7 Things Arizona Learned from Fighting SB 1070 That We Can Use Against Trump
A sign spotted at the Women's March on Washington.
For those of us living in Arizona – a place many call a laboratory of anti-immigrant legislation – Trump’s executive actions are eerily reminiscent of life during the SB 1070 fiasco. There is widespread fear, confusion, calls to action, and steps for legal protection. But instead of our state of only 6 million-plus going through this together, now we are 320 million Americans.
Last week, during the first suite of President Donald Trump's directives, my cellphone started flashing with calls and text messages. First, it was family, asking if I’d seen what the president had declared against immigrants, against Muslims, against the efforts of the Standing Rock water protectors. Then it was friends starting to offer help, and ask about organizations doing good work and where they could go protest and donate.
The moment reminded me of 2010, when then-Governor Jan Brewer signed SB 1070, a bill that allowed Arizona police agencies to ask for people’s immigration status based on “probable cause” (meaning potentially the color of our skin, the car we drove, or the neighborhood we lived in). It was a moment that defined our state’s history, our evolution as peoples of the Southwest, our understanding of what it means to be Arizonan.
As an organizer, I immediately tried to transform fear into rage, rage into action. Last weekend, as people took their rage to airports, I was reminded of how within hours of Brewer signing SB 1070, many rushed to the State Capitol to voice their anger, their fear, their willingness to help.
We Arizonans have a step up on the resistance movement. Here are seven things we learned from fighting SB 1070 that we can use going forward.
The protest was peaceful and full of passion.
Have a Disciplined, Consistent Message
At the moment that SB 1070 became law, fear exploded. Many undocumented people were afraid of living a normal life, of simple tasks like going to work or going to the store. Schools reported high absenteeism all across the state, and crooks took advantage of the confusion and offered “legal protections” that didn’t exist. And while community organizations didn’t fully agree on every word of the messaging, there was a disciplined and focused message trying to address the fear many community members felt. It was simple, actionable, and easy to understand. Don’t overreact. Make sure you know your rights, which can protect you from deportation. Make a plan with your friends and loved ones in case you are detained. If you are a U.S. resident or citizen and you are a victim of racial profiling, report it, and help build a case against this law.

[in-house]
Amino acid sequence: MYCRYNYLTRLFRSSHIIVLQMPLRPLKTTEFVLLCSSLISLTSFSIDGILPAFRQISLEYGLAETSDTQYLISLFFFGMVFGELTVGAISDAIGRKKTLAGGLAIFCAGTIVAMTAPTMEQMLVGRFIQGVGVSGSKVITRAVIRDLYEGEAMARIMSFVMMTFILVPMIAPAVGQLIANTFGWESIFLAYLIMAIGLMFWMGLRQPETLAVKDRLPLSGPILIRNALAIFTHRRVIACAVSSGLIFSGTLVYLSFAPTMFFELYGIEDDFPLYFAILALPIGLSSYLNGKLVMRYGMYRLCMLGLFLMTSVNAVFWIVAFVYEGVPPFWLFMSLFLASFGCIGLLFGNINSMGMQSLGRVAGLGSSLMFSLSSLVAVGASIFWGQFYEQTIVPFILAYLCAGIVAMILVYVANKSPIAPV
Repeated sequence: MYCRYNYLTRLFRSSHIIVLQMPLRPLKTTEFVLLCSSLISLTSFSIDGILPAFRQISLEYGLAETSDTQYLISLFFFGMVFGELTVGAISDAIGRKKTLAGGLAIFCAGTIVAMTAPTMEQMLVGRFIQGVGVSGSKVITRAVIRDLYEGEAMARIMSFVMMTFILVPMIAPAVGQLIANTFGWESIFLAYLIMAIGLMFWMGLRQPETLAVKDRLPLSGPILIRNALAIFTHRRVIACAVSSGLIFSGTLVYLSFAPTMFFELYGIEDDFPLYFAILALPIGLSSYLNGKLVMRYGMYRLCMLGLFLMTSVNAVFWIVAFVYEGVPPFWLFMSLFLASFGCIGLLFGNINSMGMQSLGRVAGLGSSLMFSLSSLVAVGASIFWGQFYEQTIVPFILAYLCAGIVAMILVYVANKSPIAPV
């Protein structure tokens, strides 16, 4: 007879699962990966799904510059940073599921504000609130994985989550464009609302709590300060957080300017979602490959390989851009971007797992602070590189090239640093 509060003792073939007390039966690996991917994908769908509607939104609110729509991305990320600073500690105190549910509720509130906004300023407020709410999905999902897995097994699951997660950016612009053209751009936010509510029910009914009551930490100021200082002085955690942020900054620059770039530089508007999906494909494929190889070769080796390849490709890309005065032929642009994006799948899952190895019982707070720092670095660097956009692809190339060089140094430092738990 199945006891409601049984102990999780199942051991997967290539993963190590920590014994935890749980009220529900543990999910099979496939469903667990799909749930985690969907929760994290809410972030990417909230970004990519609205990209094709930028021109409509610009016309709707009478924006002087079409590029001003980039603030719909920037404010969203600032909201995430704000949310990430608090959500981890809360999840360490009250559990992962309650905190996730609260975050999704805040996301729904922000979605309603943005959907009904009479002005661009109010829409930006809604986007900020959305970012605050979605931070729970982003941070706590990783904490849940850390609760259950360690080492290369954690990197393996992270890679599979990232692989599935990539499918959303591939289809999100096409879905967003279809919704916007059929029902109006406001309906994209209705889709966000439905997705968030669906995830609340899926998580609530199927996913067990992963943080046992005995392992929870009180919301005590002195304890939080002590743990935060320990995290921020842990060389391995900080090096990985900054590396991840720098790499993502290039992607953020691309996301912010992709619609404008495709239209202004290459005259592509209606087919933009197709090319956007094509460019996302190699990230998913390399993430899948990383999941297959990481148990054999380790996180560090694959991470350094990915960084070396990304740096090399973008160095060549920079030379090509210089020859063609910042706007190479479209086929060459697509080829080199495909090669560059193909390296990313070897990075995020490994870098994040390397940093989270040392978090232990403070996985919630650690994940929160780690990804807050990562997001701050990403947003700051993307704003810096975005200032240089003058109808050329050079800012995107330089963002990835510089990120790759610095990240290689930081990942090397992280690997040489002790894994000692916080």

Mayra Alvarado (left) and Estrellita Alvarado protest at the Women's March on Phoenix.
One of the most powerful activities, that wasn't always recognized as such, was to organize community forums, or “foros” as they are called. These events were led by organizations, lawyers, consulates, faith groups, and schools in every corner of the state. There were massive ones with more than 1,000 people, small ones at churches, meetings like Head Start, and ones at coffee shops and Zumba classes. But the power of these informational meetings was the opportunity for people to see others in the struggle, to feel kinship and community, and see that they too had power to inform others, to show up and raise their voice and share their story.
Protesters marched down Central Avenue in Phoenix.
All Tactics Are Game
There was a lot of discussion of what was strategic and what wasn’t. There were long and painful meetings where ideas were discussed, marches, strikes, direct action, and vigils. All those protest activities actually happened. Some of them were more successful than others, but they all played a role in giving an opportunity to new people to get involved. All tactics had a role and an impact, and they should never be shunned as ineffective. All tactics are good tactics when we are trying to figure out our target.
Read on for more ways to resist Trump, inspired by protesting SB 1070.
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